- The Washington Times - Saturday, June 13, 2009


Troop cutback eyed in Kashmir

SRINAGAR | As violence ebbs in Kashmir, India is planning to withdraw some troops from towns across the disputed Himalayan region, the country’s minister for home affairs said Friday.

Kashmir is a core issue between rivals India and Pakistan, and tens of thousands of people have been killed in the mainly Muslim region since a rebellion against Indian rule broke out there in 1989.

A partial withdrawal would mark the first troop reduction in the region’s urban areas since separatists started their campaign 20 years ago.

Home Minister Palaniappan Chidambaram did not give a time frame for any withdrawal. He said responsibility for maintaining law and order in towns and cities would be handed to local police.

There are an estimated 500,000 Indian troops in Jammu and Kashmir, more than 40 percent of the army.

The move to reduce troop numbers comes after Prime Minister Manmohan Singh said this week he was ready to meet Pakistan “more than halfway” if Pakistan cracked down on militants. Islamabad welcomed Mr. Singh’s comments.


U.S. ship helps search for MIAs

HANOI | A U.S. Navy ship is participating in a search for the remains of more than 1,000 American servicemen missing from the Vietnam War, the first time an American vessel has taken part in such efforts, embassy officials said Friday.

The USNS Bruce C. Heezen, an oceanographic survey ship, is conducting a search mission off the coast of Vietnam, part of an ongoing effort between the two countries to recover the remains of more than 1,300 American servicemen still unaccounted for in Vietnam.

The United States and Vietnam have been working together to account for missing U.S. servicemen since the 1980s. The current search is their 95th mission. It began May 25 and is scheduled to end on June 24.

Nearly 1,800 U.S. servicemen are still unaccounted for throughout Southeast Asia following the Vietnam War, which ended in 1975. Some 1,336 are unaccounted for in Vietnam alone.


Plane searchers face bad weather

RECIFE | Military ships and planes struggled in worsening weather Friday to find more bodies and debris from the Air France jet that likely cracked apart over the Atlantic Ocean. On the coast, investigators examined corpses and received the first wreckage: two plane seats, oxygen masks, water bottles and several structural pieces, some no bigger than a man’s hand.

The jetliner went down May 31 with 228 people on board. So far, 44 bodies have been recovered.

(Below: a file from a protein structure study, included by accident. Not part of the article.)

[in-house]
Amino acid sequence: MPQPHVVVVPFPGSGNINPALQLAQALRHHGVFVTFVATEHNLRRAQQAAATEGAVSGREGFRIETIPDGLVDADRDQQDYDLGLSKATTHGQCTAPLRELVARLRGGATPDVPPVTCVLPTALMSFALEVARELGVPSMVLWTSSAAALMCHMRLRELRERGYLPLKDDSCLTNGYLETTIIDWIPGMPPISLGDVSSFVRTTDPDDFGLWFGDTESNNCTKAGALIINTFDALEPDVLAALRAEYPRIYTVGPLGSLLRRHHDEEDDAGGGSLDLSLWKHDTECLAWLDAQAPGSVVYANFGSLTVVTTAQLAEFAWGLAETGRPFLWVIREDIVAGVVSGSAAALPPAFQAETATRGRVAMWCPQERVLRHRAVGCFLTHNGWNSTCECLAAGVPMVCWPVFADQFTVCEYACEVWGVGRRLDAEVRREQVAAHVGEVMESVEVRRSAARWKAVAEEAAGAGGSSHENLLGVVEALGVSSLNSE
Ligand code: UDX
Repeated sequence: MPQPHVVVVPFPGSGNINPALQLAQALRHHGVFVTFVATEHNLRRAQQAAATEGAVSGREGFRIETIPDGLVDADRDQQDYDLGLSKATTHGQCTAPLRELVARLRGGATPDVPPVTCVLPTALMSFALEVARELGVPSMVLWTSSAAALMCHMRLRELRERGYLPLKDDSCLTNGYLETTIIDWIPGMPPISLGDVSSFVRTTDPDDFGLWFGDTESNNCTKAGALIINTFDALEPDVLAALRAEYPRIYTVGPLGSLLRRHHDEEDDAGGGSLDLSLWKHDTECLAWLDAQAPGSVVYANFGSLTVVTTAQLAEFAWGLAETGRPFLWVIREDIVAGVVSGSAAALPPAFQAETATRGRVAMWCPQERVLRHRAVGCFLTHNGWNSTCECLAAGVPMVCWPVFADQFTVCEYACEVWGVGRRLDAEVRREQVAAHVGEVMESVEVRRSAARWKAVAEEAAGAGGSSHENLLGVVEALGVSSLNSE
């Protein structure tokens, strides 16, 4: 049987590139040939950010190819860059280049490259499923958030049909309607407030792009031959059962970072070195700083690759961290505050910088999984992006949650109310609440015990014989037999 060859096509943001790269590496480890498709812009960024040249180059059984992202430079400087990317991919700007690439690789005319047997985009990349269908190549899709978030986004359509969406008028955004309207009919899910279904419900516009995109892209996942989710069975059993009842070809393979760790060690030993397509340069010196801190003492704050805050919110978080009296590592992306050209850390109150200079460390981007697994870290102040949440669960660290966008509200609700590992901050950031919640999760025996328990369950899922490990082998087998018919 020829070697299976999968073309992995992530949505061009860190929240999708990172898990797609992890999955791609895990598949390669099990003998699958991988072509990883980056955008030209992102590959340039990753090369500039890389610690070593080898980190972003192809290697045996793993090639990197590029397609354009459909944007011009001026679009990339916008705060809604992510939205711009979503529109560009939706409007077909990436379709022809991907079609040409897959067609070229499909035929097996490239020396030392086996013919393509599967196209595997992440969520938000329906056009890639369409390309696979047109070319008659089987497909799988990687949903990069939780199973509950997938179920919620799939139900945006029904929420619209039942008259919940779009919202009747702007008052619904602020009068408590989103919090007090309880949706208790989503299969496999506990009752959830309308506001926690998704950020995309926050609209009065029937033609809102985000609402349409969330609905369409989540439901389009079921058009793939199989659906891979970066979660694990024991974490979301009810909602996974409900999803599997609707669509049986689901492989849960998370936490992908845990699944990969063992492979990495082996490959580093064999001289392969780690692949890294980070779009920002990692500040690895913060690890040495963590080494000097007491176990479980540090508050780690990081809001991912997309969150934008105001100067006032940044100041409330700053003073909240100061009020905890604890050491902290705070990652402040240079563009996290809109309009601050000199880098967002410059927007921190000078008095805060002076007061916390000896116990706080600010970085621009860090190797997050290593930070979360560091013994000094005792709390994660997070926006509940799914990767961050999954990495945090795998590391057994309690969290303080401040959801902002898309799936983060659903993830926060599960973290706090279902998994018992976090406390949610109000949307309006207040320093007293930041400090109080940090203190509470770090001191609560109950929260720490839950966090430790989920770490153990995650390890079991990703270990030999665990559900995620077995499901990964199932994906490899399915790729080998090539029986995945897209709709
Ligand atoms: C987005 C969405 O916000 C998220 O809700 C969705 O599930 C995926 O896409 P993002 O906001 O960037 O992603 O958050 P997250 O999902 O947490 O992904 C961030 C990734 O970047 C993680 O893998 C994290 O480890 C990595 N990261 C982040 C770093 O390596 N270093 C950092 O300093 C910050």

AIDS activist dies at 24

CAPE TOWN | South African health activist Thembi Ngubane, whose radio diaries of her struggle against the AIDS virus won her audiences and admiration around the world, has died of tuberculosis at 24.

Joe Richman, who produced the diaries and became her friend, said Ms. Ngubane had drug-resistant TB that was diagnosed too late to save her. She died Tuesday, leaving behind a 4-year-old daughter.

Ms. Ngubane fought a very public battle against HIV. She was 19 when she was given a tape recorder to make an audio diary about living with the disease. National Public Radio in the United States aired the tapes in April 2006, on her 21st birthday. She subsequently went on a five-city tour in the U.S., meeting former President Bill Clinton and speaking to students, lawmakers, doctors and celebrities.


Thatcher breaks arm in fall

LONDON | Former British Prime Minister Margaret Thatcher broke her arm in a fall Friday and was being kept in a hospital for observation, her office said.

Mrs. Thatcher’s office said the 83-year-old politician fractured a bone in her upper arm after tripping at home. She was treated at London’s Chelsea and Westminster Hospital.

Britain’s first female prime minister, Mrs. Thatcher led the government from 1979 until 1990. Her daughter Carol said last year that her mother was suffering from dementia.


Qataris bow to Prince Charles

LONDON | Developers who wanted to build a glass-and-steel tower on the site of a former army barracks in London said Friday they have abandoned their plans in the face of opposition from Prince Charles.

The Qatari royal family is funding the redevelopment of the Chelsea Barracks through the company Project Blue (Guernsey) Ltd., and had hired architect Richard Rogers to design a modern tower on the site.

British media reported that Charles contacted the Qatari royal family to persuade them to back a more traditional building.

Project Blue said in a statement Friday that it had withdrawn its planning application for the site and that it would now work with Charles’ architectural charity, The Prince’s Foundation for the Built Environment, to draw up new plans.


Local elections test for new party

RABAT | Moroccans voted nationwide Friday in local elections viewed as a test for a new, pro-monarchy party that aims to boost reform and involvement in politics in the North African kingdom - despite likely widespread abstention and fears of electoral fraud.

The vote is an important milestone because town officials yield significant power and budgets in Morocco, a U.S. ally viewed as among those making the largest strides toward democracy and transparency in the Arab world.

About 13 million people were eligible to elect nearly 28,000 town and village councilors from among 130,000 candidates fielded by 30 parties, the Interior Ministry said.

From wire dispatches and staff reports.

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